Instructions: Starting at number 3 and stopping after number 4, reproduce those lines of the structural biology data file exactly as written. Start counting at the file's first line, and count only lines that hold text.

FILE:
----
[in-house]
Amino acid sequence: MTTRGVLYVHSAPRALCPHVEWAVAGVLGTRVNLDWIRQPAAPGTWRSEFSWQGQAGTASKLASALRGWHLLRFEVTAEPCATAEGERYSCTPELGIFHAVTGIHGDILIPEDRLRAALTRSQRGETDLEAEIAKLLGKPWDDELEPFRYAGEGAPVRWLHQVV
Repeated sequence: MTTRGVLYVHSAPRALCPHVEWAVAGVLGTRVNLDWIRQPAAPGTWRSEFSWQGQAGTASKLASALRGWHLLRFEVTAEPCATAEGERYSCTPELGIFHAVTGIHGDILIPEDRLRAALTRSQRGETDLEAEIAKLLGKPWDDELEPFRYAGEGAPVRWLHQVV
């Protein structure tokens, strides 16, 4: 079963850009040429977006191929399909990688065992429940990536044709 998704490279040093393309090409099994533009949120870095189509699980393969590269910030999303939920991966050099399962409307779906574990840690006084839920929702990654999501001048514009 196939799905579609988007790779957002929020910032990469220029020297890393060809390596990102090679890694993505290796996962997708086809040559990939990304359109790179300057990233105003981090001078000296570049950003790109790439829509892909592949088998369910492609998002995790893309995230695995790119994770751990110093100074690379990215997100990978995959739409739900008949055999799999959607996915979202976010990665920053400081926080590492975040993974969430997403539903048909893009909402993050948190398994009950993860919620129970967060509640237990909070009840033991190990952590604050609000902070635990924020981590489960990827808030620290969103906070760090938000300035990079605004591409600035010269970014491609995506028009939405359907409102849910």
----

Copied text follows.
Repeated sequence: MTTRGVLYVHSAPRALCPHVEWAVAGVLGTRVNLDWIRQPAAPGTWRSEFSWQGQAGTASKLASALRGWHLLRFEVTAEPCATAEGERYSCTPELGIFHAVTGIHGDILIPEDRLRAALTRSQRGETDLEAEIAKLLGKPWDDELEPFRYAGEGAPVRWLHQVV
């Protein structure tokens, strides 16, 4: 079963850009040429977006191929399909990688065992429940990536044709 998704490279040093393309090409099994533009949120870095189509699980393969590269910030999303939920991966050099399962409307779906574990840690006084839920929702990654999501001048514009 196939799905579609988007790779957002929020910032990469220029020297890393060809390596990102090679890694993505290796996962997708086809040559990939990304359109790179300057990233105003981090001078000296570049950003790109790439829509892909592949088998369910492609998002995790893309995230695995790119994770751990110093100074690379990215997100990978995959739409739900008949055999799999959607996915979202976010990665920053400081926080590492975040993974969430997403539903048909893009909402993050948190398994009950993860919620129970967060509640237990909070009840033991190990952590604050609000902070635990924020981590489960990827808030620290969103906070760090938000300035990079605004591409600035010269970014491609995506028009939405359907409102849910």